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I am a newbie with Xen.I want to know how does Xen work. It's really a puzzle when facing the code and I don't know where to start. Are there some easy articles for me?

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Since you mention looking at the code, I assume you want to understand the technical details of Xen and not just merely how to start a VM.

As with all problems, start with something simple and then work your way up. Some pointers:

  1. Be sure to have the prerequisite experience under your belt. In particular, strong C and Linux affinity, but also x86 paging and virtualized memory workings.

  2. Make sure you have a sound grasp of the general Xen architecture. For instance, paravirtualized versus hardware-supported virtualization, the special role of the management domain (Dom0) compared to unprivileged domains (DomU), etc.

  3. Investigate the the Xen components running in Dom0:

    • The Xen control library (libxc) which implements much of the logic relating to hypercalls and adds sugar around these (look in tools/libxc).

    • The swiss army knife for administrating Xen, namely the Xen light library (libxl). This library replaces the deprecated xm tool with the xl tool and takes care of all your maintenance tasks such as starting/stopping a VM, listing all running VMs, etc. For all these operations, it works in tandem with the aforementioned libxc. (Libxl lives in tools/libxl.)

    • The Xenstore is a tree-like data structure from which all running domains can retrieve and store data. This is necessary since all I/O goes through Dom0 (not the hypervisor!), and domains need to communicate with Dom0 how they are going to pass I/O along. (Look in tools/xenstore.) You can inspect the Xenstore with a tool such as xenstore-ls.

    • the blkback/netback kernel drivers which pass the data over shared channels to the VMs. (You will find these drivers in a recent Linux kernel (e.g. >= v3.0) that has so-called PVOPS support).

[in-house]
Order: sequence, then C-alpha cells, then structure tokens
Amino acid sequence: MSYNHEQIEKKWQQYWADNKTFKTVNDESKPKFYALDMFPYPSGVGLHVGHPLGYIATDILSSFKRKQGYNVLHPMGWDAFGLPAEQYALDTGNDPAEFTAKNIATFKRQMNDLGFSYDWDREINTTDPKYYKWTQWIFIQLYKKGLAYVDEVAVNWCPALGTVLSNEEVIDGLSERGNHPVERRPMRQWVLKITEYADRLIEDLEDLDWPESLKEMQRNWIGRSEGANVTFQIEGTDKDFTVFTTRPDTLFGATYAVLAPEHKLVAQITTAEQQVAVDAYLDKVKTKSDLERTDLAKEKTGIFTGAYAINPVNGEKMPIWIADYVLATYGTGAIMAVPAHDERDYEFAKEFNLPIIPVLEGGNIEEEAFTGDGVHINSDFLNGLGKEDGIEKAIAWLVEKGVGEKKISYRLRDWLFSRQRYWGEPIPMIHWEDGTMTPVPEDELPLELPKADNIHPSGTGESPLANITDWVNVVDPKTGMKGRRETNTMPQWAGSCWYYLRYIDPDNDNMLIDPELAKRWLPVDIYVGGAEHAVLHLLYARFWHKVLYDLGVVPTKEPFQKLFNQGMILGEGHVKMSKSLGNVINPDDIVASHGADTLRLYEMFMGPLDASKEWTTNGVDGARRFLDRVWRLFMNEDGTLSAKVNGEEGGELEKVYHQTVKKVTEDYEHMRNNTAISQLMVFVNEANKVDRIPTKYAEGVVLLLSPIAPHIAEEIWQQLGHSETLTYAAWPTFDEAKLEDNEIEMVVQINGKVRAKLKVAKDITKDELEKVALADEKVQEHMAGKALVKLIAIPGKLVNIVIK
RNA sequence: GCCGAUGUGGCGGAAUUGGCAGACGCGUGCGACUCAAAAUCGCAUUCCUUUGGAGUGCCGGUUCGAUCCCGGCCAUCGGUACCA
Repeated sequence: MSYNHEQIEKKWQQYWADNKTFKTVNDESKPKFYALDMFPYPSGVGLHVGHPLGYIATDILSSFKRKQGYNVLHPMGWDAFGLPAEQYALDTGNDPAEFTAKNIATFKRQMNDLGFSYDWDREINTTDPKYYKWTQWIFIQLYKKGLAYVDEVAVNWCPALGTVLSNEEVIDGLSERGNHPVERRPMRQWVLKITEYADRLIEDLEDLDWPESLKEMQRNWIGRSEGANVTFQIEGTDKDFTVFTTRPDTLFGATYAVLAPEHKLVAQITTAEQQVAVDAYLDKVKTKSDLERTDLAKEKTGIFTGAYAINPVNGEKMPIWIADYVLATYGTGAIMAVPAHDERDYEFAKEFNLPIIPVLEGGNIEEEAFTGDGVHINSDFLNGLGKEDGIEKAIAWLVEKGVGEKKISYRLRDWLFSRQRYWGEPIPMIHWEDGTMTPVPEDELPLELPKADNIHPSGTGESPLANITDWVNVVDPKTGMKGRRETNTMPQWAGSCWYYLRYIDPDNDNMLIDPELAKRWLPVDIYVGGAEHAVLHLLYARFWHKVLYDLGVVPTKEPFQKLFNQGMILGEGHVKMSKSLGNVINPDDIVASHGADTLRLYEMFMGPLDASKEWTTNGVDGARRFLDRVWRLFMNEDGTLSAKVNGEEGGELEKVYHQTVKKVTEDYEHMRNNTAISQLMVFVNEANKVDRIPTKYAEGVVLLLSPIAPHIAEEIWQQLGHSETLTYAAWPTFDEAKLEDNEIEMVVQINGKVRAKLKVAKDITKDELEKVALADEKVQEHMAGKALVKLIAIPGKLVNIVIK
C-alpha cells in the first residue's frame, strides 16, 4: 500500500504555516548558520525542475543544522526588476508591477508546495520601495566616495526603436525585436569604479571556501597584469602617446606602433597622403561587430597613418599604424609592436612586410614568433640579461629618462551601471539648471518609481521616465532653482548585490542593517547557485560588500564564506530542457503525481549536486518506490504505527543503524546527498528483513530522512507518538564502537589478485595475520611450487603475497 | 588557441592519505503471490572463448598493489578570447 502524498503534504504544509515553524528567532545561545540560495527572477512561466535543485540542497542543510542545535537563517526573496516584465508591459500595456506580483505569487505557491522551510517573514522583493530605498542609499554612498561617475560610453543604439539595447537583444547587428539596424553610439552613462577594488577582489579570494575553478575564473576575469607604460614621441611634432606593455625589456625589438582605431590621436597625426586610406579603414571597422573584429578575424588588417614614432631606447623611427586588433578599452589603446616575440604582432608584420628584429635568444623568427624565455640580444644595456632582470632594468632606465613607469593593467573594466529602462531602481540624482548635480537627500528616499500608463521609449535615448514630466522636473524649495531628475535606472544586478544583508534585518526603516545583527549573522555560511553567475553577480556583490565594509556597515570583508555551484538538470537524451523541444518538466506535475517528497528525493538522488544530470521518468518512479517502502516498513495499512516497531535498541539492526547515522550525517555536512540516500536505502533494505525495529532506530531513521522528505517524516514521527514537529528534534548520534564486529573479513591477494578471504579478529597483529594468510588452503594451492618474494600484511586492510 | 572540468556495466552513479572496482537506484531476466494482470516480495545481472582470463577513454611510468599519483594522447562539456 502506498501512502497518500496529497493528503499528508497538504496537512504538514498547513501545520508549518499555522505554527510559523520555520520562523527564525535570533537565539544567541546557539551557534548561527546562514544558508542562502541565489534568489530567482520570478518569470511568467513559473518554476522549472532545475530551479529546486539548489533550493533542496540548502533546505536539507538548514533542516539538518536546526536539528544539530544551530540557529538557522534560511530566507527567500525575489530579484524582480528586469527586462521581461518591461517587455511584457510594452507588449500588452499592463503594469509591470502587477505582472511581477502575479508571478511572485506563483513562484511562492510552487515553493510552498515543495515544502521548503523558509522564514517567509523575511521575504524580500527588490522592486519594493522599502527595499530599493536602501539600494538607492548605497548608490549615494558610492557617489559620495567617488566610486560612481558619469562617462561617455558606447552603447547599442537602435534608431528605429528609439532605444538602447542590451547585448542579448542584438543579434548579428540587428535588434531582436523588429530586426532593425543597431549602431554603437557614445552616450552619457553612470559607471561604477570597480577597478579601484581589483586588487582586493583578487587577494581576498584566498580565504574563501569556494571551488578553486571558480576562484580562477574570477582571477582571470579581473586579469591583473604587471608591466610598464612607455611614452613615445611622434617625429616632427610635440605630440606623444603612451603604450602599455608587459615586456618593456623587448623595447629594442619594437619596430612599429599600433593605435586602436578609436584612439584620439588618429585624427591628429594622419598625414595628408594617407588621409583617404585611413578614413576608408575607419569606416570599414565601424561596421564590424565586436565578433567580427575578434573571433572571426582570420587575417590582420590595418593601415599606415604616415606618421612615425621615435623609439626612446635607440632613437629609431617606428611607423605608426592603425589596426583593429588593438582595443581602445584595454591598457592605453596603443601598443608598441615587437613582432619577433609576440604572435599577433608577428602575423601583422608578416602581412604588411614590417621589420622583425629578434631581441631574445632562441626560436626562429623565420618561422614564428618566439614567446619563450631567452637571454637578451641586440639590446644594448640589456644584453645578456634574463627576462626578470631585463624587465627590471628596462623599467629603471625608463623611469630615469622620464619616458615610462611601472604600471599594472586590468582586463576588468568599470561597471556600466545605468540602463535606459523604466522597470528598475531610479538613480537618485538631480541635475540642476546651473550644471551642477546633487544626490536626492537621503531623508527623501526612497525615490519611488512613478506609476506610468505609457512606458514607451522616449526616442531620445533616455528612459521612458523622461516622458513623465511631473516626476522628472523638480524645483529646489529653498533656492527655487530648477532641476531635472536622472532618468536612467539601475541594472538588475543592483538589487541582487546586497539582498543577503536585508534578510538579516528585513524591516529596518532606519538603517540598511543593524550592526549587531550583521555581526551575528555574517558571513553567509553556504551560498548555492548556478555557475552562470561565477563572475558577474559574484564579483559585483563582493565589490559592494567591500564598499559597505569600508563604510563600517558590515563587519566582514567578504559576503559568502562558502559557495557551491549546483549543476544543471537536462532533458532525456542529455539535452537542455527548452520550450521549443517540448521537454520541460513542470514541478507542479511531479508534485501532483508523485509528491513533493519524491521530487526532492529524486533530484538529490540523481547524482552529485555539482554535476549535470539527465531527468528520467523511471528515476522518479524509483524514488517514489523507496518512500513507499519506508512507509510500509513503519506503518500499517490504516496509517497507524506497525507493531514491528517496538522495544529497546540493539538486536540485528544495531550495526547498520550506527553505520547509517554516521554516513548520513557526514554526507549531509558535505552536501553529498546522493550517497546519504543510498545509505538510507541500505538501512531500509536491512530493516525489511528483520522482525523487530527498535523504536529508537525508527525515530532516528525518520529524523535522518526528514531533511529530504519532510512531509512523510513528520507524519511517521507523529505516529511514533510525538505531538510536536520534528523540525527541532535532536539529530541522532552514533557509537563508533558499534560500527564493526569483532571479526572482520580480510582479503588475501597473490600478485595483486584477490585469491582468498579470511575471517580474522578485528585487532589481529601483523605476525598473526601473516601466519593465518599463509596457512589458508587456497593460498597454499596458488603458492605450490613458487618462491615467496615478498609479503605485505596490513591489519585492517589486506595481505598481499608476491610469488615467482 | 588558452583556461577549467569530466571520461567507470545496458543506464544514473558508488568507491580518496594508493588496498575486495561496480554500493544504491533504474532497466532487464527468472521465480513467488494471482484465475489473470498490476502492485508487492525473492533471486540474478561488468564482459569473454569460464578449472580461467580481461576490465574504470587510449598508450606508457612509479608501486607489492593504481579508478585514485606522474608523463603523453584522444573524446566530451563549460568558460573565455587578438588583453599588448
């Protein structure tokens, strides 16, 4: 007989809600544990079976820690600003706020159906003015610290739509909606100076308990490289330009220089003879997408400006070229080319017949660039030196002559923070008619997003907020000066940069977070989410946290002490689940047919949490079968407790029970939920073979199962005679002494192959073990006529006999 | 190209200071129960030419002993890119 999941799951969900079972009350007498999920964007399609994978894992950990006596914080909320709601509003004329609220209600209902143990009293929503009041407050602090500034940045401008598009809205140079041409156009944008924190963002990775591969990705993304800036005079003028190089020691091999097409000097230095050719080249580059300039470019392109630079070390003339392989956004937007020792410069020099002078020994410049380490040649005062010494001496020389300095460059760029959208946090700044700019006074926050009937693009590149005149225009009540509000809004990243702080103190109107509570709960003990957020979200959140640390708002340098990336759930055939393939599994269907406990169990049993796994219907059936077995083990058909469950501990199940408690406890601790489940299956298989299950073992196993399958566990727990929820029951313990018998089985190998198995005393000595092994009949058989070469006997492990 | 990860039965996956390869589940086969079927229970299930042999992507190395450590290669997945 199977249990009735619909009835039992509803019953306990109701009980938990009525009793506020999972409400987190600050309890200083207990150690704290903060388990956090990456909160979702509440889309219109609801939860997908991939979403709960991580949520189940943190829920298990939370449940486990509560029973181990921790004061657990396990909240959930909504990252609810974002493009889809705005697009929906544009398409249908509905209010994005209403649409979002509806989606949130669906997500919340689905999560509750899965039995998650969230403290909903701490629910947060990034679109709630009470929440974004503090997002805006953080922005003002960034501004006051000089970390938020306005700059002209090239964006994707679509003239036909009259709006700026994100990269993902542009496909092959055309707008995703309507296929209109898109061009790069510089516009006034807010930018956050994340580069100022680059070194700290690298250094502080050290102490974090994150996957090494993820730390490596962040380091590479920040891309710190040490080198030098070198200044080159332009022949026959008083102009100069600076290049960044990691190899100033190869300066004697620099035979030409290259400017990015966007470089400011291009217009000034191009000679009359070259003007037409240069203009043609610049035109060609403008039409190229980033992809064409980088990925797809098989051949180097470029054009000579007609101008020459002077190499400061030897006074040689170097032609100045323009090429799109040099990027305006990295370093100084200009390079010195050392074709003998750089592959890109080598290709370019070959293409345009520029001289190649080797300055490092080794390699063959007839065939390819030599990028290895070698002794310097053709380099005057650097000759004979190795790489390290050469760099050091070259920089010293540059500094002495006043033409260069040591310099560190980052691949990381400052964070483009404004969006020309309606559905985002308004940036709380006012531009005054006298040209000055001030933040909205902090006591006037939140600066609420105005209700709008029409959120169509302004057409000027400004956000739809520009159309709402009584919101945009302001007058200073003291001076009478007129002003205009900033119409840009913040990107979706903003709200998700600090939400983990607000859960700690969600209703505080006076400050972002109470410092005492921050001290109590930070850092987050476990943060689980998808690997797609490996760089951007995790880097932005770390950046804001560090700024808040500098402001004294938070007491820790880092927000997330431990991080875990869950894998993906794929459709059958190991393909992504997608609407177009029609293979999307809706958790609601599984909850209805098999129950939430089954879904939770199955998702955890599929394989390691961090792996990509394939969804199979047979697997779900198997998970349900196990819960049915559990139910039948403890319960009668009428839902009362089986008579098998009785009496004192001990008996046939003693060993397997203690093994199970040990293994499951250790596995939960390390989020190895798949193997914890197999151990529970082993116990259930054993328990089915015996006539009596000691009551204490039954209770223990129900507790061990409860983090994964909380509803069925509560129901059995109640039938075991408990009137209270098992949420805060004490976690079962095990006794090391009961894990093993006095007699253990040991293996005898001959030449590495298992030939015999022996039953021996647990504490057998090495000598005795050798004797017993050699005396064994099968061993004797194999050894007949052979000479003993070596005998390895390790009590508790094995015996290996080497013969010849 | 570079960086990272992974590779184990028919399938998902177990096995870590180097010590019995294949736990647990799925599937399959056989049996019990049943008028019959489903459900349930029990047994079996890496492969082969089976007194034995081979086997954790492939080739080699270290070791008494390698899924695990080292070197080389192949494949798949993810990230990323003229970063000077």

• Take a look at the console daemon (tools/console). Note that sometimes the Qemu console is actually used. Qemu also comes in the pictures as a default backend for if you choose a file-backed virtual storage for a VM.

  4. Experiment with the 'Xen-way' of inter-VM communication: Grant tables, event channels and the Xenstore. With these fundamentals you can create your own shared channel between VMs. You can do this, for example, with writing a kernel module that you use in two domains to let them talk to each other.

  5. I can also give some pointers in the source that you can check out:

    • xen/xen/include/public/xen.h will give you a list of all the hypercalls with comments what they do.

    • xen/xen/include/xen/mm.h gives you an introduction to the different memory terminology used by Xen (i.e., real versus virtualized addresses and page numbers). If you don't grasp these differences, then reading the hypervisor code will surely be frustrating.

    • xen/xen/include/asm-x86/config.h gives an overview of the memory layout of Xen.

    • xen/tools/libxc/xenctrl.h exports a large list of interesting domain control operations, which gives an abstract view of task division between Dom0 and the hypervisor.

Last but not least, the book 'The Definitive Guide to the Xen Hypervisor' by David Chisnall comes highly recommended. It covers all these topics and more in a thorough, technical fashion with plenty of code examples.

The Xen wiki and developer mailing lists are also a great resource for understanding Xen.

If you have a more specific question, then I can give you a more specific answer.

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Hi Hugo. I was looking for documentation for the Xen control library (libxc) and came here. I can not get hold of any decent documentation or even any reference for the libxc on the net. Can you please point me to a resource talking about the libxc. thanks – abhi Jun 8 '14 at 9:44

Here are few links which will guide you with ZEN Start up.Hope they will be useful.

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For me, that is the best and more concrete tutorial with examples and step by step to start. I used it when I started.

Then you can read a lot more on Xen documentation itself or some books but as a starting point that allows you to easily install and test Xen, I choose that tutorial from Debian Wiki.

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If you just want an overview, you may read this:
This will introduce you to Xen hypervisor, suggest configuration to set up virtual machines, provide information about the networking and finally have details about tools for the management of virtual machines.

This documentation is to get the Xen specifically on ubuntu (Most importantly, it works!)


However, if you want to go to the next level and understand the working of Xen; Xen architecture, memory management, device management, CPU scheduling etc., I would recommend reading the book "The Definitive Guide to the Xen Hypervisor".

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Could you provide a summary in addition to the link? – rozkosz Dec 14 '14 at 21:42

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